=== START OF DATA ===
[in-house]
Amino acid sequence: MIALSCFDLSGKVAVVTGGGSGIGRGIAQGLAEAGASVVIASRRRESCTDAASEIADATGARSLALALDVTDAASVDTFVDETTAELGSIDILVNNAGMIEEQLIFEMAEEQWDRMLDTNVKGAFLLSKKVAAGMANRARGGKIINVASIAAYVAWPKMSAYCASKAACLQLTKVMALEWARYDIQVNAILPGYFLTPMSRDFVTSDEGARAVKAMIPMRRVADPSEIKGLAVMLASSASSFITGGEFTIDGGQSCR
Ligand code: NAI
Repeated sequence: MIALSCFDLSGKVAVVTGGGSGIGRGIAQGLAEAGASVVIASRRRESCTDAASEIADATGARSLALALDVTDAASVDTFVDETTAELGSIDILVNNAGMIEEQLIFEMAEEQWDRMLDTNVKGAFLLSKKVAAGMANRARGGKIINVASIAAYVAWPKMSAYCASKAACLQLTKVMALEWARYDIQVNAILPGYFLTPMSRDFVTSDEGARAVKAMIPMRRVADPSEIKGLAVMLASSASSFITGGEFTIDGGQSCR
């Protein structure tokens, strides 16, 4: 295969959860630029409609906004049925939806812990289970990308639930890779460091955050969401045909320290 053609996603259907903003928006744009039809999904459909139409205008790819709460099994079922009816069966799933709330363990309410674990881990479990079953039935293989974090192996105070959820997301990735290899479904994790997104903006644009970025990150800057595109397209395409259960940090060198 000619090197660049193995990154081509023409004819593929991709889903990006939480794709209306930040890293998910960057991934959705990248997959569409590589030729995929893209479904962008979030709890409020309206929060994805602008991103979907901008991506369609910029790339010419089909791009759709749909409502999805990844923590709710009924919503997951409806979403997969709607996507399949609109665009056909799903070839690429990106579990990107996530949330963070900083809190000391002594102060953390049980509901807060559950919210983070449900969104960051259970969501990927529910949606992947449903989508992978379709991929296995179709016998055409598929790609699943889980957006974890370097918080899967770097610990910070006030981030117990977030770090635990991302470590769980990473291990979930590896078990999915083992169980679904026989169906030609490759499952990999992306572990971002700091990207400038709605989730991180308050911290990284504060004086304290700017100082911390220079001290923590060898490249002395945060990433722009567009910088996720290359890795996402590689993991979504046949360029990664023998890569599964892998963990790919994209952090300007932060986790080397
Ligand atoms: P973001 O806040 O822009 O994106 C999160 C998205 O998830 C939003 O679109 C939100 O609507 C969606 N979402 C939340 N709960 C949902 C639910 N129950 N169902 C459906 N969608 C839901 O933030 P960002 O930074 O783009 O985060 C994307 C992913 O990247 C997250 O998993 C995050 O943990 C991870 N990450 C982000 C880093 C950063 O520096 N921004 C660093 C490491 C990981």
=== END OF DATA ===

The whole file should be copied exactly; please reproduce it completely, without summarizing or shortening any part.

[in-house]
Amino acid sequence: MIALSCFDLSGKVAVVTGGGSGIGRGIAQGLAEAGASVVIASRRRESCTDAASEIADATGARSLALALDVTDAASVDTFVDETTAELGSIDILVNNAGMIEEQLIFEMAEEQWDRMLDTNVKGAFLLSKKVAAGMANRARGGKIINVASIAAYVAWPKMSAYCASKAACLQLTKVMALEWARYDIQVNAILPGYFLTPMSRDFVTSDEGARAVKAMIPMRRVADPSEIKGLAVMLASSASSFITGGEFTIDGGQSCR
Ligand code: NAI
Repeated sequence: MIALSCFDLSGKVAVVTGGGSGIGRGIAQGLAEAGASVVIASRRRESCTDAASEIADATGARSLALALDVTDAASVDTFVDETTAELGSIDILVNNAGMIEEQLIFEMAEEQWDRMLDTNVKGAFLLSKKVAAGMANRARGGKIINVASIAAYVAWPKMSAYCASKAACLQLTKVMALEWARYDIQVNAILPGYFLTPMSRDFVTSDEGARAVKAMIPMRRVADPSEIKGLAVMLASSASSFITGGEFTIDGGQSCR
């Protein structure tokens, strides 16, 4: 295969959860630029409609906004049925939806812990289970990308639930890779460091955050969401045909320290 053609996603259907903003928006744009039809999904459909139409205008790819709460099994079922009816069966799933709330363990309410674990881990479990079953039935293989974090192996105070959820997301990735290899479904994790997104903006644009970025990150800057595109397209395409259960940090060198 000619090197660049193995990154081509023409004819593929991709889903990006939480794709209306930040890293998910960057991934959705990248997959569409590589030729995929893209479904962008979030709890409020309206929060994805602008991103979907901008991506369609910029790339010419089909791009759709749909409502999805990844923590709710009924919503997951409806979403997969709607996507399949609109665009056909799903070839690429990106579990990107996530949330963070900083809190000391002594102060953390049980509901807060559950919210983070449900969104960051259970969501990927529910949606992947449903989508992978379709991929296995179709016998055409598929790609699943889980957006974890370097918080899967770097610990910070006030981030117990977030770090635990991302470590769980990473291990979930590896078990999915083992169980679904026989169906030609490759499952990999992306572990971002700091990207400038709605989730991180308050911290990284504060004086304290700017100082911390220079001290923590060898490249002395945060990433722009567009910088996720290359890795996402590689993991979504046949360029990664023998890569599964892998963990790919994209952090300007932060986790080397
Ligand atoms: P973001 O806040 O822009 O994106 C999160 C998205 O998830 C939003 O679109 C939100 O609507 C969606 N979402 C939340 N709960 C949902 C639910 N129950 N169902 C459906 N969608 C839901 O933030 P960002 O930074 O783009 O985060 C994307 C992913 O990247 C997250 O998993 C995050 O943990 C991870 N990450 C982000 C880093 C950063 O520096 N921004 C660093 C490491 C990981």